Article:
Mobile technology revolutionizing how medicine is practiced

Submitted by Carlos Garcia

Healthcare organizations throughout the U.S. are looking for ways to overcome many of these challenges.  With the exponential growth of technology, the bulky, expensive standalone workstations are a thing of the past.  Smart mobile devices such as the iPad, smart mobile tablets and smart phones with longer battery life are revolutionizing the way medicine is practiced.  No waiting to share workstations, mobile devices are portable and secured. The new era of mobile technology, with smart mobile devices and tablets as powerful if not more powerful than today’s current workstations, completely mobile and at a fraction of the price of the current standalone workstations offers  a world of possibilities that is rapidly being adapted by many institutions throughout the U.S. and the rest of the world.

According to recent studies conducted by the University of Maryland and other prominent research organizations in the US, the biggest problem among physicians today is “too little communication”.

Doctor to Doctor Communication – The research concluded:

78% of physicians are experiencing difficulties accessing and communicating with colleagues in a timely manner.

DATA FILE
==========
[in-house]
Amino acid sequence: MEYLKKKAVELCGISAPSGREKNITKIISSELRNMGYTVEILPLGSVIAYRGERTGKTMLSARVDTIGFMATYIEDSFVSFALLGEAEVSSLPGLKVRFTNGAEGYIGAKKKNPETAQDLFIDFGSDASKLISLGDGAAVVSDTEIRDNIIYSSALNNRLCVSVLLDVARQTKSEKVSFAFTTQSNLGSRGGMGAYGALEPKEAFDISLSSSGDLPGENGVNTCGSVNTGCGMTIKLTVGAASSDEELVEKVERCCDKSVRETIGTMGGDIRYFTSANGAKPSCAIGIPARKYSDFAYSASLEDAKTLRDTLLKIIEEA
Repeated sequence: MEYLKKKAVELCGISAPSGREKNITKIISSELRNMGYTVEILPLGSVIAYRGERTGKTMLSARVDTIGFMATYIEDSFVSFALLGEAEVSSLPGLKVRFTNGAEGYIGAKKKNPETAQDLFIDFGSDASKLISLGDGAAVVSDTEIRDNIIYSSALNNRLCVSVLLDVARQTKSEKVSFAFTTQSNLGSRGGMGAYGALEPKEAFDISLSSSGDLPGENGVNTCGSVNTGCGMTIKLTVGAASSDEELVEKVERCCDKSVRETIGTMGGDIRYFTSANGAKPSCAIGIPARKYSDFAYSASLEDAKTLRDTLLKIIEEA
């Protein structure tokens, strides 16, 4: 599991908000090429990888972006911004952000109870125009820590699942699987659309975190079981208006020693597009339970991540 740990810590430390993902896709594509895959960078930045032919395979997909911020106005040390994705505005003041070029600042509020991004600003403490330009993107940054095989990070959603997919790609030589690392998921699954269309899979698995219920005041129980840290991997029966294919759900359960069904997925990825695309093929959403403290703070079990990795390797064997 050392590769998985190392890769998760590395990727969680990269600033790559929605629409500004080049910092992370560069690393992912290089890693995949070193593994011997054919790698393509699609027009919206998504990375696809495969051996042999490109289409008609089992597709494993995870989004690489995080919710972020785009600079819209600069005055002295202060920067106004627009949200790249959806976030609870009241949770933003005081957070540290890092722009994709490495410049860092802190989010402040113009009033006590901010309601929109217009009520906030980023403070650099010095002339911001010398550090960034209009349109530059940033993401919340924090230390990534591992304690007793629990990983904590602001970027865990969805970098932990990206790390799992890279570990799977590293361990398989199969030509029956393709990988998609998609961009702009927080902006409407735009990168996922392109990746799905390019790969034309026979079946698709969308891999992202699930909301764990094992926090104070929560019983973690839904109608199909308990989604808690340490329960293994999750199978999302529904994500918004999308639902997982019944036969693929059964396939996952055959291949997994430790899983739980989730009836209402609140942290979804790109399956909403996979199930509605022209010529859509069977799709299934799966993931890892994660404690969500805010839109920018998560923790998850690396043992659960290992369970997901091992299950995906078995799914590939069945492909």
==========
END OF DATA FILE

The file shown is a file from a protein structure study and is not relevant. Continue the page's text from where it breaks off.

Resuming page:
Patient hands-off - 56% of physicians interviewed were concerned about the lack of standardized processes for transitioning care between colleagues.  Current hospital-based patient referrals are informal and ad hoc which can introduce medical errors into the patient care process.

Too much information, too many resources to check. Physicians interviewed reported they are overwhelmed by the daily volume of communication received from colleagues, care team members and patients.  They lock automated tools to manage voice mail, pager messages, SMS messages and electronic mail to mention a few.

Research shows, most providers want to be mobile.  One of the biggest complaints  among  all clinicians is “they are slave to stations that pretend to be mobile but only wheel from one ward to the next   or between patient’s rooms  i.e. (computer on wheels). It is time to free yourself from the cows!


No prioritization of information.  Critical communications easily falls through the cracks.

Time and motion studies in hospitals and ambulatory settings provide strong evidence that doctors and nurses spend a significant amount of their time obtaining and providing information. It also shows poor communication, inefficient processes and increased frustration “quantified as waste”

U.S. hospitals lose over 12b annually as a result of poor communication. For a typical 500 bed hospital, the annual loss is in excess of 4m.

Quantifying the annual economic burden of poor communication in the U.S. hospitals into three categories for the purpose of these studies.

Physicians = 54%Nursing employees in hospitals = 36%

Dollars wasted on overstay for all Discharges in the U.S. = 10%